Well last Friday was the members first crack at all the plants that the arboretum has be able to propagate, or purchase in preparation for this spring plant sale. And I guess the crowd of members that were lined up at the gate on Friday morning, approved because the stall and volunteers were kept busy cashing out all the members. We were told that the sales numbers were as good or better than management had anticipated. During this sale members receive a 20% discount on plants and get a days head start on everyone else, just one of the perks of being a member of the arboretum.

Well it was a busy weekend at the arboretum, with the weather making it warm and more like the Arizona we know, the plant sale lasts for around ten days and there were lots of plants heading to new homes. But by Sunday afternoon, I had got all my hours in so I headed back to the coach to watch the golf tournament at TPC at Sawgrass in Florida. And I would be amiss if I didn’t take a few lines to tell about our latest update on our internet streaming issues.

So since we got to the arboretum at the end of December last year, we have had difficulty streaming our YouTube TV television programming. And at first it seemed easy just to blame our internet provider. Because we were streaming with T-Mobile last year, but we are on the AT&T network this year, so it seemed easy just to blame our new internet provider. But having struggled through a number of weeks, we had just resolved to watching movies on the bedroom television on the really bad streaming nights. So when I finally got around to checking out what I could do to improve the internet service, such as adding and external antenna for the hotspot and while doing my research on which one, and then for some reason I thought I would just switch the bedroom television over to our American streaming service and found that it streaming much better than our main television. Now let’s start by saying that both of our television are from our sticks & bricks house, and were both old when we started on the road, our main television in the coach was from Canadian Tire, a 32″ RCA, that we had used in our bedroom at the house. We had purchased it new and that was before “Smart” TVs even existed. And the television in the coach bedroom was a 20” Samsung that I had used as a monitor in my office, again not a “Smart” TV, but when we were using the “Dish satellite” service as our program provider and they both worked just fine. But we have progressed to streaming our programming over the internet which meant either replacing the televisions with “Smart” TVs or adding a device to allow us to stream. So because we already used Amazon, and they just happened to have their “Firestick” on sale, that was where we started, so for around $30 Canadian during an Amazon days sale, we now were able to stream our programming to our dumb television, and it worked well, or at least as good as what was allowed by the internet providers. So during COVID when Amazon days came around again, I purchased a “Fire Box” which is a major step up from the “Firestick” and we then moved the “Firestick” to the bedroom television and added the “Fire Box” to the main television and both had been working well.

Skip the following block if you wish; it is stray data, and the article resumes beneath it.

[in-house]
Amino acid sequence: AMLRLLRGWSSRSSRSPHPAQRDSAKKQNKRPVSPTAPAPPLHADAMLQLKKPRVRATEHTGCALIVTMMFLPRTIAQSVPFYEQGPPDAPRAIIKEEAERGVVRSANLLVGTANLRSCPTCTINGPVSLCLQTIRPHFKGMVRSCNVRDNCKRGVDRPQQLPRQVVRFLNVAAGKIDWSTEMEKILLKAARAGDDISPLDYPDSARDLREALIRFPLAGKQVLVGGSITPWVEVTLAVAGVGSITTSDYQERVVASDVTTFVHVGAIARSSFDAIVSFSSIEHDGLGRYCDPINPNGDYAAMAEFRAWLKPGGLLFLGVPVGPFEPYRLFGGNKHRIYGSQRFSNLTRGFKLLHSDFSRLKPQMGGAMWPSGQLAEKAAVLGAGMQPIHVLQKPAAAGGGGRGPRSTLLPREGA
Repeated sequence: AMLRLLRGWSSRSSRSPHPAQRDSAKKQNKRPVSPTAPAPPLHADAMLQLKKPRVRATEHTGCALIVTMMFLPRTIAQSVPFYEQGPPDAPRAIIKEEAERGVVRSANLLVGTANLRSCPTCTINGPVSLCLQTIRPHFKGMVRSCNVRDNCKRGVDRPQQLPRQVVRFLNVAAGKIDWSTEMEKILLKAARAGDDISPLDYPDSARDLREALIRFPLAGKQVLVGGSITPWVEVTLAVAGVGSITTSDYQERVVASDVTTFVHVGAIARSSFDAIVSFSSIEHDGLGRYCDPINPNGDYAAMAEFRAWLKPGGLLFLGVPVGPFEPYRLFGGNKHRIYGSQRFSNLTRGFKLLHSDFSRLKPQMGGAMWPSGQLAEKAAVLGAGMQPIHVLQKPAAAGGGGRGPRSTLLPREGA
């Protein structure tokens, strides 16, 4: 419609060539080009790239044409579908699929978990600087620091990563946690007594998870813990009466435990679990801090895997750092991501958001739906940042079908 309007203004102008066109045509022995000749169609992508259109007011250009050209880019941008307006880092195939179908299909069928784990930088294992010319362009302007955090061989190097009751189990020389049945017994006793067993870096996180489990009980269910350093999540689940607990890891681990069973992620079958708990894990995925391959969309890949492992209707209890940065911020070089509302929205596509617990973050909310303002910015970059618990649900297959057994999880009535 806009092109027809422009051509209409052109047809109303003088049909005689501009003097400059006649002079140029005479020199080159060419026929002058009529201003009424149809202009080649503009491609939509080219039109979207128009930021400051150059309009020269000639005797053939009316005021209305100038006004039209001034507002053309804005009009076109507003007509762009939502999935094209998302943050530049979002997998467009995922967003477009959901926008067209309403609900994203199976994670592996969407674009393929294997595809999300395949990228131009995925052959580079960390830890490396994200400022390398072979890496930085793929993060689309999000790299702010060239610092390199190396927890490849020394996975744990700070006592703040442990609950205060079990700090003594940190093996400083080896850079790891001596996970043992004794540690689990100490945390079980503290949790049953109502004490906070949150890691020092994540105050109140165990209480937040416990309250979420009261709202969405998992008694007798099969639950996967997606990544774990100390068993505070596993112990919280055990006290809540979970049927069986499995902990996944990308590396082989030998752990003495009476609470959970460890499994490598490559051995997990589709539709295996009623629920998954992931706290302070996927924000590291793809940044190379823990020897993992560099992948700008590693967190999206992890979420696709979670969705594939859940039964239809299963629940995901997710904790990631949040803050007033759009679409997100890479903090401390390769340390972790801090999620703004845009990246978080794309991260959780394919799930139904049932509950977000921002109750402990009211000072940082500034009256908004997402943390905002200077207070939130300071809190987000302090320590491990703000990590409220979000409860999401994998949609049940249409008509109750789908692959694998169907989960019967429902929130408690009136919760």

Heavens to Betsy, this has turned into whole very long, very sad, mess of my ramblings, so to shorten an obvious long story up, lets just say we now have a new 43″ 4K, “Smart Fire TV” from Amazon and the picture is great and there is no longer a streaming issue while watching our favorite television shows. Because there is nothing worse then trying to watch golf on a buffering streaming service.

We finished the weekend off with a happy hour with Tom & Kathleen and were joined by Lynnea & Chris, which allowed us to learn some history of the Arboretum. While Lynnea is our supervisor, she is actually the visitor center manager and has been at the arboretum for close to thirty years, and when the State of Arizona was involved with the arboretum, her husband Chris did a lot of maintenance at the arboretum, so we learned some unknown arboretum history, as well as heard some entertaining stories about happenings at the arboretum as well as with years of “Work Campers“, We will leave it at that and lets just say I’m glad I did not have to drive home that night.